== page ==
I’m Cheryl Ann Healey
My mother is the only one who calls me Cheryl Ann though. My close family calls me Annie – stemming from a hearing delay that affected my speech when I was young. (I couldn’t pronounce my own name, so Annie stuck!) My Aunt calls me Annabella, because she needs to be different. I get my moxie from her. Pretty much everyone else just calls me Cheryl. My favourite name though, is Mommy. I love coffee, anything yellow, and I think Prince is the greatest artist of all time.
I am also the child of a nasty divorce; I was 6 & my sister was 1. I am also divorced. So yes, eldest child of a single mom, and became a single mom as well. A trauma survivor in more ways than one. A lover of history. An educator. An empath. A Cardiac Arrest survivor living with PTSD. I am a yellow on the colour personality test (I have done it three times in three years – yellow it is!)
After I graduated University for the first time, I decided that instead of paying off my student loans with the money I saved working while going to school – that I would go to Europe for the summer (best summer ever!) I returned in September 2002 with some coins in my pocket and a huge school debt. I worked for a few years, paid it off, and went back to university at 29 years old to fulfil my dream of becoming an elementary school teacher.
Here is a very brief synopsis of what has happened in the decade or so since I earned my teaching license: I started out as a proud academic with two Honours University Degrees, living 2 hours away from my hometown starting my long-awaited career. I got married, moved into a beautiful home and became pregnant. Then I had a severe near-death experience with the birth of my only precious child that changed everything. I struggled with my mental health, went to therapy, was diagnosed with PTSD, more therapy, had a career crisis, more therapy, then the divorce and single motherhood.
According to many reputable sources – the top five most stressful life events include: death of a loved one, major illness or injury, divorce, moving, and job loss.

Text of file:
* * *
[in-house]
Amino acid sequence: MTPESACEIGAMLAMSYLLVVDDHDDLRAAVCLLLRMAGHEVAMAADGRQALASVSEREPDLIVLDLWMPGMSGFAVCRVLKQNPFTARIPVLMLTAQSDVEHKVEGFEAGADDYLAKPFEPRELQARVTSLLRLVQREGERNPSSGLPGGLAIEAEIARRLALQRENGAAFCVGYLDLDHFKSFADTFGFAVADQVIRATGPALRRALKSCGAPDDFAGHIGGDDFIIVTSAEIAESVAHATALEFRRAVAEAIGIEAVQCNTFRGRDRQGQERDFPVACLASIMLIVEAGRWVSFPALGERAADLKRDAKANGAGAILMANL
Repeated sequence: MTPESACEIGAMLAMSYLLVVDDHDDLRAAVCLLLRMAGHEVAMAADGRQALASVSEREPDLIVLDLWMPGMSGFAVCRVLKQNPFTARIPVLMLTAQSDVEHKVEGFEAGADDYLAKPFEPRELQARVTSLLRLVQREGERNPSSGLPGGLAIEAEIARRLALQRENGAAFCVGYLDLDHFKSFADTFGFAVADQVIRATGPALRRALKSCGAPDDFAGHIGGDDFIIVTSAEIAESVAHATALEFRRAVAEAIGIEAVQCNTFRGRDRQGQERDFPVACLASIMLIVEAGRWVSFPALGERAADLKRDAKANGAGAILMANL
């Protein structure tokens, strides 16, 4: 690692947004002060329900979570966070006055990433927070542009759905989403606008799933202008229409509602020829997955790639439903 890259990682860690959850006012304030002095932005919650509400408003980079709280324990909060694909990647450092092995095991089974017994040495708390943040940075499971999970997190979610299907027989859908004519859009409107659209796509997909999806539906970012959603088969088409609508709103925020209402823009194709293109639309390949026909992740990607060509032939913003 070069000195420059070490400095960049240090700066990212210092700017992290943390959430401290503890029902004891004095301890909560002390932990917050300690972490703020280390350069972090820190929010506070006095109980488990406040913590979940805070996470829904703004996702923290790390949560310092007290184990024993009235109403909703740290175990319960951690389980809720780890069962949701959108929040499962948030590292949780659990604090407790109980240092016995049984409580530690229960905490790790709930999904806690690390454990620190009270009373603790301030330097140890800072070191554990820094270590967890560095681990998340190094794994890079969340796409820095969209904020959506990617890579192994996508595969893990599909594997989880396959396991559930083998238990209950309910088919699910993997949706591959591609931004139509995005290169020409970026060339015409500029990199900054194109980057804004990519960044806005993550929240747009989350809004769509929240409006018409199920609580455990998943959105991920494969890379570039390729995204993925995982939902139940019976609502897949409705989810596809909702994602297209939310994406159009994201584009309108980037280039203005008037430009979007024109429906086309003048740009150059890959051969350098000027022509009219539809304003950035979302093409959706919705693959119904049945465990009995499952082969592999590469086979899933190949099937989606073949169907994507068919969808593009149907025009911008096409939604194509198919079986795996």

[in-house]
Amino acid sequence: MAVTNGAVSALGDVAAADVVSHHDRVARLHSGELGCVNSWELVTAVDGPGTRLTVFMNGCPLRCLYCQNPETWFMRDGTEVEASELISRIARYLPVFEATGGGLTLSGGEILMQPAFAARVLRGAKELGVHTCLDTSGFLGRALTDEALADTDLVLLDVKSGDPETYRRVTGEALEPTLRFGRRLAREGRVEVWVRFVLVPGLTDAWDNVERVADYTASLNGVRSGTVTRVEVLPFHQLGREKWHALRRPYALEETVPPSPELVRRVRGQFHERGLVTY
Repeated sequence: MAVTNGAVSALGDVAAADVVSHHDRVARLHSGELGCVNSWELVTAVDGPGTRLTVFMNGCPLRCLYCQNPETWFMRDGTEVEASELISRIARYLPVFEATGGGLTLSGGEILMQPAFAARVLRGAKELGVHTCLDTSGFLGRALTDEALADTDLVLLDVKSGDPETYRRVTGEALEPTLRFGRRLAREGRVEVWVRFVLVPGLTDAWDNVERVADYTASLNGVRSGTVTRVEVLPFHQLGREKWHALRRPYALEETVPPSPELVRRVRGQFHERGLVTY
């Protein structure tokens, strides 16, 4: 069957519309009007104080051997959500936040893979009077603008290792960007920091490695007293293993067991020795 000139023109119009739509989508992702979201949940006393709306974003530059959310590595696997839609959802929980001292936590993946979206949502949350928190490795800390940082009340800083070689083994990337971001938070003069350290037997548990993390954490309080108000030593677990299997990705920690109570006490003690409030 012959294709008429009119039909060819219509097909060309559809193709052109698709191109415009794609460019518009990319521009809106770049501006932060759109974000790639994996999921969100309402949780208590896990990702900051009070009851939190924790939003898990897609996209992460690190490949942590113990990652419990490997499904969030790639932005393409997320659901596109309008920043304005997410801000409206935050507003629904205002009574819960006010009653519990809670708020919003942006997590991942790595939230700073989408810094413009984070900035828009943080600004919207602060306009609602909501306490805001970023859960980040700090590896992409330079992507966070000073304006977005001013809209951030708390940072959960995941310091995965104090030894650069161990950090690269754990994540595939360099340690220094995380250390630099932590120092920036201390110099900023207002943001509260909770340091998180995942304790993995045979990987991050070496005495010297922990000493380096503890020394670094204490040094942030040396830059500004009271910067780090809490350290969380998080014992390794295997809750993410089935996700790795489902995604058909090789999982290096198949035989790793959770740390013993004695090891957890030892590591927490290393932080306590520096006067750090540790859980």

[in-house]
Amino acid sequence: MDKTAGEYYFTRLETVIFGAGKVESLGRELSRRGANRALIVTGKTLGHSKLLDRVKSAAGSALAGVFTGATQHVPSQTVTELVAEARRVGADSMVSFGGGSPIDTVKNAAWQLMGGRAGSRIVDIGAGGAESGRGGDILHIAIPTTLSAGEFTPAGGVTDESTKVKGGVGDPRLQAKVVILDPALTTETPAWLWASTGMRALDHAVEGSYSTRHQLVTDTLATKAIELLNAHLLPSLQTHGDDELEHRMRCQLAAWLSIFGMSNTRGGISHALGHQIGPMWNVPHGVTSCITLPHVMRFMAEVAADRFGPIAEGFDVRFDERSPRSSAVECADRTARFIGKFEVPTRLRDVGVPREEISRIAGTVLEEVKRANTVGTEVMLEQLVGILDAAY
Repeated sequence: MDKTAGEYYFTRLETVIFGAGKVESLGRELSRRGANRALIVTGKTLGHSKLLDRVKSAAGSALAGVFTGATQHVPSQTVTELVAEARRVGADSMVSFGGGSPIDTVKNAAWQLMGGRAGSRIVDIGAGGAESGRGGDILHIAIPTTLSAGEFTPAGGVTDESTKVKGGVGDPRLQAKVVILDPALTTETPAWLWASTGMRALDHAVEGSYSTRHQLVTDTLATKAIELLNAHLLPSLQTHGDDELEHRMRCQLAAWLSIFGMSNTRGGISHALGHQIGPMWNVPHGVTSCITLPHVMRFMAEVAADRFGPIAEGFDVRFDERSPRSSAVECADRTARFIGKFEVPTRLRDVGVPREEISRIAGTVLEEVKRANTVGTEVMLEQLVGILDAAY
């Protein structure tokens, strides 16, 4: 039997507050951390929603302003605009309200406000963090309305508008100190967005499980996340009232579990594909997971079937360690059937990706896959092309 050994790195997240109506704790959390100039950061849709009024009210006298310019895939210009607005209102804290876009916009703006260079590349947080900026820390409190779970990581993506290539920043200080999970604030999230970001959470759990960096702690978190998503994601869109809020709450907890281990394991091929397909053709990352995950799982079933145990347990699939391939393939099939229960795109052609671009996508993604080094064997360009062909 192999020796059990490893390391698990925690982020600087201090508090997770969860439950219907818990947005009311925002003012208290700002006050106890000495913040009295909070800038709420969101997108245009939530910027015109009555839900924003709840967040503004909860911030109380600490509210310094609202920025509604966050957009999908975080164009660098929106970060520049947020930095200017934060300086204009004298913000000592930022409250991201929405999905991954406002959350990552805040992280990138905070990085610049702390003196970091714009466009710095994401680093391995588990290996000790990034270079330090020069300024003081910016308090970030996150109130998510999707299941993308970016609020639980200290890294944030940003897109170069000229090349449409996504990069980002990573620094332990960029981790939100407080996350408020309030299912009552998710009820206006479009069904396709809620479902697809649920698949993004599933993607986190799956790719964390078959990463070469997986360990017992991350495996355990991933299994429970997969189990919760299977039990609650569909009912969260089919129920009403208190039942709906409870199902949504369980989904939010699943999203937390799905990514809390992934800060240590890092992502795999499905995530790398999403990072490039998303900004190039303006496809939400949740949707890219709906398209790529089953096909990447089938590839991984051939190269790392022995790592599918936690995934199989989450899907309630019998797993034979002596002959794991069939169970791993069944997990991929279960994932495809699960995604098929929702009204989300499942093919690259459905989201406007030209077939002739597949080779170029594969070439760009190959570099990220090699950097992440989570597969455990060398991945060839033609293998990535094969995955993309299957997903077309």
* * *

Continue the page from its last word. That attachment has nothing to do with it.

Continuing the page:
Death of a loved one (if my own terrifying near death experience counts…) Check ✓
Major illness… Check ✓
Job loss (Career crisis)… Check ✓
Divorce… Check ✓
Moving… Check ✓
So, that all happened.
During that time, from age 30 to 40, when many of my peers were ‘settling into their lives’, I was embarking on SO many new journeys. And I was in total survival mode.
When the dust started settling from that decade of change, in literally every facet of my world … I found myself in my forties, having made it to the other side of it all. And truthfully – that’s when I started really embracing everything had happened, and what came next.
What a journey THAT’s been. I had lived in survival mode for so long. When I started to try and figure out when it started, I had to go back, and back, and back. Way farther than I thought. Had I always lived in survival mode? But wait… we aren’t meant to live in survival mode allllll the time? A season here and there, not all day every day though?
But it had indeed become my norm, my day -to-day, my reality – I was totally unconscious to it.
When I became aware of it, I set out to change it. Growth comes from outside your comfort zone. As dysfunctional as it was – survival mode was my comfort zone. I knew it there. I knew how to operate, as unhealthy as it was. It was safe there, because I knew what to expect – drama, chaos, impulsivity, overwhelm to name a few things. The beast you know is better than the beast you don’t, right?
Calm, patience, peace, grace – what is that? It was outside of my comfort zone. It was new. It was different. It was scary. I didn’t know my way around there. But I wanted to learn.
And that’s what I’ve been embracing in recent years…
Learning how to lift myself out of this ‘default survival mode’ that has defined my coping skills since I was a child.
Shifting my thoughts to be more compassionate & kinder. Reacting with grace instead of drama, focusing on that balance of firm and kind.
Exploring this world outside the dysfunctional comfort zone I had become accustomed to – and finding new safe places to rise.
There is a fire in my belly to share my experience with others. At the time I write this, I am not entirely sure what that looks like other than to start sharing in a blog form. I suppose it will take a life of its own as I go forward.
But I have learned this unequivocally: you don’t need to see the whole staircase, you just need to take the first step.